- Last Updated on Tuesday, 30 April 2013 17:02
- Published on Wednesday, 01 May 2013 00:57
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The sofa was telling my body that I really needed to stay put one recent evening, but my brain was saying otherwise. It had been way too long since I had put the boat in the water and wet a line for shad. So, when my wife came home I wrenched myself out of the comfortable grip of the sofa and hooked up the boat, tossed a few ultralight rods rigged with tiny crappie jigs in the truck and headed for town.
The City Dock area is not a favorite place of mine to fish, but each spring I do try to catch some shad there. Once I realized that by taking my small boat and putting it in I could escape the crowded bank, trash littering the ground and much of the loud conversation—I found the fishing to be better too.
After anchoring we began tossing our small jigs downriver towards the next bridge. The air was perfect, minus the pollen. At just under 70 degrees, casting was done with ease. My wife flung her jig towards the main channel, while I hugged the edge of it with my jig.
Geese honked as they flew overhead and much of the conversation that was overheard at the dock was left behind. Birds, such as robins, twittered in nearby trees. A pair of mallards zipped downstream at treetop level looking for a place to put up for the evening.
We had the channel edge to ourselves. No boats were seen up or downstream. Not bad for leaving the house 40 minutes prior.
Within two casts Missy hooked a nice hickory shad that was full of roe. For those of you that don’t know what roe is, think “poor man’s caviar”. I relish the roe, as do my daughters.
Missy enjoys catching the fish, but frowns at the sight of it cooking in the pan on fine spring mornings after a gobbler hunt. A cast later I hooked a nice white perch and promptly put that in the bucket as well. It too had roe destined for the pan that very night, along with those fresh filets. On the fourth combined cast Missy hooked into something quite big. I knew right away what she had, and I was jealous.
A few minutes later I confirmed what I thought and helped her ease the large American shad boatside. We took a few pictures and released it. These fish were in very short supply just ten years ago but now they are becoming relatively common thanks to the moratorium on keeping them and the massive efforts by VDGIF fisheries biologists. These fish are like miniature tarpon and dance and run with grace through the water. Although they are not good table fare, even when you could keep them, they are definitely sought after for their sporty fight.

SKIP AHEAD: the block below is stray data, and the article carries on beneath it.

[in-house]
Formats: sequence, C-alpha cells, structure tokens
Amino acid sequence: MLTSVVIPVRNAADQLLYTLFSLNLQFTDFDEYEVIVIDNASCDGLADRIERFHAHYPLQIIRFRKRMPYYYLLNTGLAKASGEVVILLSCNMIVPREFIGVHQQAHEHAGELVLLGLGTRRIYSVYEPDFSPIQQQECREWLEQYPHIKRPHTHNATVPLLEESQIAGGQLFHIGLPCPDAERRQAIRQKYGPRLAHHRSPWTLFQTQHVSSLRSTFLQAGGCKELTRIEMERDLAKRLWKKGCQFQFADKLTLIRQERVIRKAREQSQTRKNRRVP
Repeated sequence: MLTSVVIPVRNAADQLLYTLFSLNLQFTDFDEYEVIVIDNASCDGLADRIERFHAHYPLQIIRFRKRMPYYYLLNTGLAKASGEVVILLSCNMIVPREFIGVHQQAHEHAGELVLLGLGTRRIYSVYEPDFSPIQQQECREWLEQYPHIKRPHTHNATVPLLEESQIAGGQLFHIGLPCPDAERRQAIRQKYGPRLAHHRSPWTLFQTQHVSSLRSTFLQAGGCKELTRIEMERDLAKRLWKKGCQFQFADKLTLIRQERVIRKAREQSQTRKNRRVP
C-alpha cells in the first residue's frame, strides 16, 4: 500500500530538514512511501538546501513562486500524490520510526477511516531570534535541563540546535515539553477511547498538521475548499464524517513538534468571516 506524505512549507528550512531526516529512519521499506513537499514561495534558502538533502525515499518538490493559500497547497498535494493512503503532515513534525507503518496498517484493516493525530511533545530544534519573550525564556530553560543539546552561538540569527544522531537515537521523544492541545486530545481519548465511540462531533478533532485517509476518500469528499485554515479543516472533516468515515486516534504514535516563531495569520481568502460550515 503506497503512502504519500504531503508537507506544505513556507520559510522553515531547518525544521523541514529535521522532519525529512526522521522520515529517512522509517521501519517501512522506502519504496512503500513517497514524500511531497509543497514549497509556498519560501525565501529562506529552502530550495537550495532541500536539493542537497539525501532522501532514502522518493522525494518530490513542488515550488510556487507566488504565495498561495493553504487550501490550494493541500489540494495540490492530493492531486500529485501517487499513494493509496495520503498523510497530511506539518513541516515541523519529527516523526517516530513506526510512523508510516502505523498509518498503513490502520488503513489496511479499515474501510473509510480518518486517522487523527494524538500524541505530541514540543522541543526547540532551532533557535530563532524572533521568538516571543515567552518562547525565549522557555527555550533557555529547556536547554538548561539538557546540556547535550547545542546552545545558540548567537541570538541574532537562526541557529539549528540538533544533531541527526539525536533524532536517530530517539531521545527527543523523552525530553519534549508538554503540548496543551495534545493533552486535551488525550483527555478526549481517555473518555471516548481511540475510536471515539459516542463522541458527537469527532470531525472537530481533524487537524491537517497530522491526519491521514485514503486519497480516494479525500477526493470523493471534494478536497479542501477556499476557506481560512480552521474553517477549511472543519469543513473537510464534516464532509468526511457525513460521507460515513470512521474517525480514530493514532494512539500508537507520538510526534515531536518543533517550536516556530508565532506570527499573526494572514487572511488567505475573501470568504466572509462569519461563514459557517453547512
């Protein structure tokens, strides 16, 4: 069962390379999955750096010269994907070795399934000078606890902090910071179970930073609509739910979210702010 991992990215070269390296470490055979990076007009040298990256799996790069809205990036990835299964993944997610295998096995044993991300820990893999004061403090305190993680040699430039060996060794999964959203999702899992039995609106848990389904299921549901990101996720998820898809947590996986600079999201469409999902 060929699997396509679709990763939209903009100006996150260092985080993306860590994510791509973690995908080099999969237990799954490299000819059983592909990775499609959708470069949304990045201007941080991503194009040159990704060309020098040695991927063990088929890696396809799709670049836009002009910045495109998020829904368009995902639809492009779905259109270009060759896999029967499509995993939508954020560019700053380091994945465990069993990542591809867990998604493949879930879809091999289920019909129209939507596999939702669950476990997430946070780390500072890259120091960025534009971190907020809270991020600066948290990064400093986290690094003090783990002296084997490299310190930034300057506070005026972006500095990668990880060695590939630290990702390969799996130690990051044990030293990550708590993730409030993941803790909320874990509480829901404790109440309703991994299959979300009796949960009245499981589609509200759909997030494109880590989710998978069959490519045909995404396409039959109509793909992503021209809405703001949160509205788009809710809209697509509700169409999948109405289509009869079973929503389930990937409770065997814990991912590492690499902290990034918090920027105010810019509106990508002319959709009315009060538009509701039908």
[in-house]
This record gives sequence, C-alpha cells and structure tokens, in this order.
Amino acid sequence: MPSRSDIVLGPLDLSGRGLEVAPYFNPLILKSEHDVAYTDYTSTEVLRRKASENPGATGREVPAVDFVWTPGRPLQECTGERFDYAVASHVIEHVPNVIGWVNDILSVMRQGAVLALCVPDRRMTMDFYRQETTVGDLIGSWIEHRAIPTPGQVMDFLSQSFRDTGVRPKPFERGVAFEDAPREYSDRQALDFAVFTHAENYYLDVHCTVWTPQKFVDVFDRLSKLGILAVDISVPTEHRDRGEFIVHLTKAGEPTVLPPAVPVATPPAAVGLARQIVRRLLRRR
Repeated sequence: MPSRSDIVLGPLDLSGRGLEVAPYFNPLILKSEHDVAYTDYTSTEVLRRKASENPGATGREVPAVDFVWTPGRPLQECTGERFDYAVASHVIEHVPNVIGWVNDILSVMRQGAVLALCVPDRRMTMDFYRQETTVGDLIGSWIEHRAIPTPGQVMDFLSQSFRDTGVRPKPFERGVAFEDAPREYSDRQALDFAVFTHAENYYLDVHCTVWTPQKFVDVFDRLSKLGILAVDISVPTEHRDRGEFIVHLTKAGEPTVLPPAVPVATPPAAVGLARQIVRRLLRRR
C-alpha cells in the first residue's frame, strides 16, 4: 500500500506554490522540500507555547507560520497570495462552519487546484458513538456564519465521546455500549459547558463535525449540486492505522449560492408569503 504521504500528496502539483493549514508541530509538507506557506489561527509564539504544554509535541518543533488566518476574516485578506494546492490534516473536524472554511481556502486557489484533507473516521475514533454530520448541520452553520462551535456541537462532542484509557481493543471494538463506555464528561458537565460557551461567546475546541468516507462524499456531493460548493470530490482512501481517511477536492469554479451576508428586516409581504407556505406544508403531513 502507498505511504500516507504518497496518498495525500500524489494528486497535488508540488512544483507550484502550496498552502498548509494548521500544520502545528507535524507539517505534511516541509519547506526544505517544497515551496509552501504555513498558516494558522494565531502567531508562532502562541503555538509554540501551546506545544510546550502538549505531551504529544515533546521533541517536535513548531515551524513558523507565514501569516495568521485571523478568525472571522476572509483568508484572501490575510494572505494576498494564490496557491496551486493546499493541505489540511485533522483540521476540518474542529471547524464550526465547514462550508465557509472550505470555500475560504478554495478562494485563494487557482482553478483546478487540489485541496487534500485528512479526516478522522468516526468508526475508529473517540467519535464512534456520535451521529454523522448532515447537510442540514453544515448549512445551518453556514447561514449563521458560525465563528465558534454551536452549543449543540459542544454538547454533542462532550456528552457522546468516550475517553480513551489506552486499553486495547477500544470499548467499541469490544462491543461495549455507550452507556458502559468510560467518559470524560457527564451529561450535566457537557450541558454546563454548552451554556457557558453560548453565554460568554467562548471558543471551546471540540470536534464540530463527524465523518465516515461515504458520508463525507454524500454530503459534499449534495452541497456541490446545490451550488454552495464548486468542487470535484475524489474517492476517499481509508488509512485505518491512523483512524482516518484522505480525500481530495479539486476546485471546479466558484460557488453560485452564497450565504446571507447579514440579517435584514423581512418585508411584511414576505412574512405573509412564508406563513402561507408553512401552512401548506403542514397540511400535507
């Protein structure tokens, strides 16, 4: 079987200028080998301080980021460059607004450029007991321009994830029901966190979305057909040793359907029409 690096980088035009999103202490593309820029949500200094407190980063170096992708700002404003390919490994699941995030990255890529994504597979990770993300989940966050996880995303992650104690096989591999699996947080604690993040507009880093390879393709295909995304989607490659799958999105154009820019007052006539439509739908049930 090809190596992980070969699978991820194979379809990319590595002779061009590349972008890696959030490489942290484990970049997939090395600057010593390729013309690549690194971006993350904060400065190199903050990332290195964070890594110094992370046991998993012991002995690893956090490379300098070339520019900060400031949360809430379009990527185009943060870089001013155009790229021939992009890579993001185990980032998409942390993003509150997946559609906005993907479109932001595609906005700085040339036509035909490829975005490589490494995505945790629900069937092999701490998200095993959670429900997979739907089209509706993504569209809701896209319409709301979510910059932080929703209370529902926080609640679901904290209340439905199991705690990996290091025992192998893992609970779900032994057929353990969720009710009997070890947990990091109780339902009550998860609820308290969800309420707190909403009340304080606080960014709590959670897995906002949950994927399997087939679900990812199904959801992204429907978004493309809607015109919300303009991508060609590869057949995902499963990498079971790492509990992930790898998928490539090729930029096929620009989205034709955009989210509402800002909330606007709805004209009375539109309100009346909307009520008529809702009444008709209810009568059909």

I had not caught one in a long time and now Missy had two to her credit!
The fifth cast downstream yielded a striped bass approximately 13 inches long. Things were interesting. That was four different species of fish in five casts. The striper was immediately returned to the water.
I don’t keep up with the numbers and names much, but I am aware that some anglers consider catching more than three species on a single trip a “hat trick” or “slam”. We were approaching a tidal slam of sorts and by cast number ten we had it. Missy caught a herring, which of course was immediately returned to the water.
I gave up keeping track of how many fish were caught on what casts, but to catch five species in 10 casts is truly a testament to the spring run of fish and the blessing we had on the water that evening.
We caught several more striper, another perch, a few more hickory shad and I even caught a few American shad to enjoy. These fish were all roe fish but quickly returned to the water so they could run upriver and spawn. One of the hickory shad we caught was darting around the boat when we both saw a monster catfish turn on it and take a swipe, narrowly missing it. The catfish looked to be 36+ inches long.
The night was growing cooler, but in a pleasant way, when I realized it would soon be time to go. We could not ask for better weather or time together to enjoy the outdoors. We had roe for breakfast, fish for supper and an incredible evening that was about to be capped off with a mystery I would have loved to solve.
As I flung my tiny crappie jig downstream I thought about letting it fall to the bottom and then taking it back in. Just as I started to pick up line and turn the reel, I felt a sudden tug and then my rod bent in a deep U shape. Have you ever watched NASCAR and heard the air wrenches as they strip off the lug nuts? That was my drag in short machine gun like bursts. The tiny rod and reel were being abused in a most definite and sudden way.
“Oh no…Uh oh…” was about all I could say. More of the air wrench sound burst from my reel before the train of a fish turned to the bank giving me an opportunity to take up some line. Missy was frantically pulling in her line, watching wide eyed as the water boiled downstream from us. After having a four-pound American shad on my little rod, I thought I knew what a big fish felt like. I was most horribly wrong. Whatever was on my line this time was MUCH bigger and not pleased to have a small hook piercing its mouth. The fish ran towards us and I spun the reel handle frantically. Then my fight suddenly turned for the fish’s favor. The line stopped very abruptly as if the fish were making a decision. I kept the bend in the rod, not able to really turn the fish but not giving up any line either. Just as suddenly as it had stopped, the fish whirled and steamed straight away like a train out of control. My reel was screaming in agony as I mouthed, “NNNNNOOOOOOOOO!”
The screaming drag went on a few more seconds and then a sharp, “CRACK” echoed down the river and it was over. I sure wish I had seen that fish to know what it was. As if on cue, a train lumbered across the bridge wailing its arrival. It was time to go home.